NEW YORK (CBS) Sit back, relax and enjoy as Denzel Washington and Chris Pine take you on the ride of a lifetime.
Washington and director Tony Scott re-team once again in 20th Century Fox's runaway train adventure, "Unstoppable."
The pair, who have collaborated together on four other films, are back on track after last year's "The Taking of Pelham 123" with an adrenaline-infused blue collar action-drama that will keep you on the edge of your seats. Given the pair's previous average opening weekends at the box-office and the star power of co-star Chris Pine, look for "Unstoppable" to debut at around the $20 million mark.
Inspired by actual events, Scott has created layered characters that are very real people that everyone can relate to, who find themselves thrown into a situation that seems plausible - a runaway freight train carrying hazardous cargo.
Both Washington and Pine have an easy, comfortable chemistry and the scenes where the two of them create a back and forth dialogue are wonderful, entertaining interludes from the nonstop action swirling. Where the story asks the audience to take a leap of faith is in the completely off-the-wall response these two "ordinary" working guys take to avert disaster.
Scenes where a close-to-retirement-aged Washington is running atop a runaway train speeding at a rate of over 70 mph are exhilarating to watch, but it's clear the director was not going for believable when it came to envisioning the action sequences. Once you get over that slight hiccup, there is no derailing from going the distance and investing yourself totally in these characters and their high octane stunts that deliver, without any distraction, all the action and thrills you could want.
Frank Barnes (Washington) is a pro. He's a veteran train engineer who has been on the job for 28 years and knows everything there is to know about the trains he moves. He's also a father of two college-age girls who part-time at Hooters and who has recently lost his wife to cancer. Will Colson (Pine) is a newbie conductor, who fresh out of training, finds himself assigned to work with Barnes his first day on the job. Considered a threat to older union train workers because of his youth and family's political connections, he immediately receives the cold shoulder from his fellow colleagues at the train yard. But that doesn't bother him as much as the problems he has in his personal life - he has been court-ordered to stay away from his wife and young child and is in the middle of a difficult legal battle to win visitation rights.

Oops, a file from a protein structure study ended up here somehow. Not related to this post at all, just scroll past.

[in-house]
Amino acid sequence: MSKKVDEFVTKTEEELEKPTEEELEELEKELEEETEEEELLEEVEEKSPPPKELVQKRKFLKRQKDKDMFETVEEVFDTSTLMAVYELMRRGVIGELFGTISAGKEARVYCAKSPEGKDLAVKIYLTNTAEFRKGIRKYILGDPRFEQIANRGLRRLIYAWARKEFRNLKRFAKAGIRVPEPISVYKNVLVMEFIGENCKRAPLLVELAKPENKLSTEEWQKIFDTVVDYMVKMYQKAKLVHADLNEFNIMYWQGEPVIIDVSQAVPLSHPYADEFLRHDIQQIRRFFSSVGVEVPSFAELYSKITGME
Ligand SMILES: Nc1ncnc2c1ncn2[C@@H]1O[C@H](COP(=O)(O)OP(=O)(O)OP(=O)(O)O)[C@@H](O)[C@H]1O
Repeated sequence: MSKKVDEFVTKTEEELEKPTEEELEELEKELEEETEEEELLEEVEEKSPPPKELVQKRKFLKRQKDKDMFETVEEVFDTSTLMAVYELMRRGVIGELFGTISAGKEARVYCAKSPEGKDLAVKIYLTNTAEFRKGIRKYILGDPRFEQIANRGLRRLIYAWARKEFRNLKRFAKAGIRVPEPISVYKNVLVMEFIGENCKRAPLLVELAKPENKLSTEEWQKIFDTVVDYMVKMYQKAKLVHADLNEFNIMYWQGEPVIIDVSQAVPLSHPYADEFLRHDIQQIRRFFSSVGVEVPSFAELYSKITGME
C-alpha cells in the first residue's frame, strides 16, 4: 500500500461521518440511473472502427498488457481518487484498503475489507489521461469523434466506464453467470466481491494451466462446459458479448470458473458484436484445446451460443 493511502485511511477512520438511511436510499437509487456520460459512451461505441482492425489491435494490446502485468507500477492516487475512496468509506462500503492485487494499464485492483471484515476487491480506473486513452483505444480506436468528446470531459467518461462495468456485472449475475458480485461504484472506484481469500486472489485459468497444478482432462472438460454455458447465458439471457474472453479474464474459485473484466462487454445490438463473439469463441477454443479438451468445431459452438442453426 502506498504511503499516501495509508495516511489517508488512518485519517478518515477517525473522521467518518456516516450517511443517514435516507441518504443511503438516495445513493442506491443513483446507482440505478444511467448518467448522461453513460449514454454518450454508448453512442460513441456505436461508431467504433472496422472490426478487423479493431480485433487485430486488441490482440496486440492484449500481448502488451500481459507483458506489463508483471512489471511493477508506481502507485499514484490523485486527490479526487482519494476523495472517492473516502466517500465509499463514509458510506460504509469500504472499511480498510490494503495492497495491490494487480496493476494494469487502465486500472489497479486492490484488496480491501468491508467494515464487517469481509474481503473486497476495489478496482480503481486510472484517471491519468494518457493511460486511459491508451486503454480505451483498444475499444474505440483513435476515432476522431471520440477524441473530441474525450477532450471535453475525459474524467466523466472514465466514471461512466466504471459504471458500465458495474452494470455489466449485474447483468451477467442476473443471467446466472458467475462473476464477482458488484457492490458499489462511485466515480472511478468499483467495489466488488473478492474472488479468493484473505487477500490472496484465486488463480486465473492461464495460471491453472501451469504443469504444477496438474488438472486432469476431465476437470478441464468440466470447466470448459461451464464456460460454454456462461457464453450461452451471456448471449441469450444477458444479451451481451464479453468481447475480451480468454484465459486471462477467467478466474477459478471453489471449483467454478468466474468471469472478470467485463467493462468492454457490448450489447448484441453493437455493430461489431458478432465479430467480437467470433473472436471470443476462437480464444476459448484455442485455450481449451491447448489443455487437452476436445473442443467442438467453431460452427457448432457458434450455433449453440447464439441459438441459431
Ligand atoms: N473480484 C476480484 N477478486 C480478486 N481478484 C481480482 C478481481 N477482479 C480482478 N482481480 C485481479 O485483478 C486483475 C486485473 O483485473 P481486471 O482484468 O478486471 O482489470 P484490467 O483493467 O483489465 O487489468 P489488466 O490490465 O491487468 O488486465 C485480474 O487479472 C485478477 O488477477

A couple of shortcuts on the part of an engineer to get his boss off his back leads to a train carrying highly hazardous, inflammable cargo being deemed a "coaster". With no one on board, the high speed train becomes, in essence, a deadly missile, making tracks and charging full speed ahead to a densely populated town in Pennsylvania. Traffic manager Connie (Rosario Dawson) is keeping track of the train's trajectory, trying to come up with a way to avert the train's collision course. Her obtuse boss (Kevin Dunn), trying to avoid a public relations nightmare, sets in motion a plan to derail the train, against the better judgment of Washington and another expert. When the train escapes derailment and continues to charge full steam ahead, Washington and Pine take matters into their own hands. The result is breathtaking, thrill-a-minute action that includes high speed chases involving helicopters, trains and automobiles.
Denzel brings his "A" game once again, as the engineer who goes all out to avert catastrophe, and Pine cements himself as an "A"-list Hollywood star to be reckoned with. Dawson is superlative as the woman trying to keep a runaway train, her futile boss and a couple of renegades on track.
"Unstoppable" personifies Scott's brand of visual storytelling and is one of his stronger films. He builds the story and tension deliberately, before letting rip an action flick that will keep you gasping right up to the explosive climax.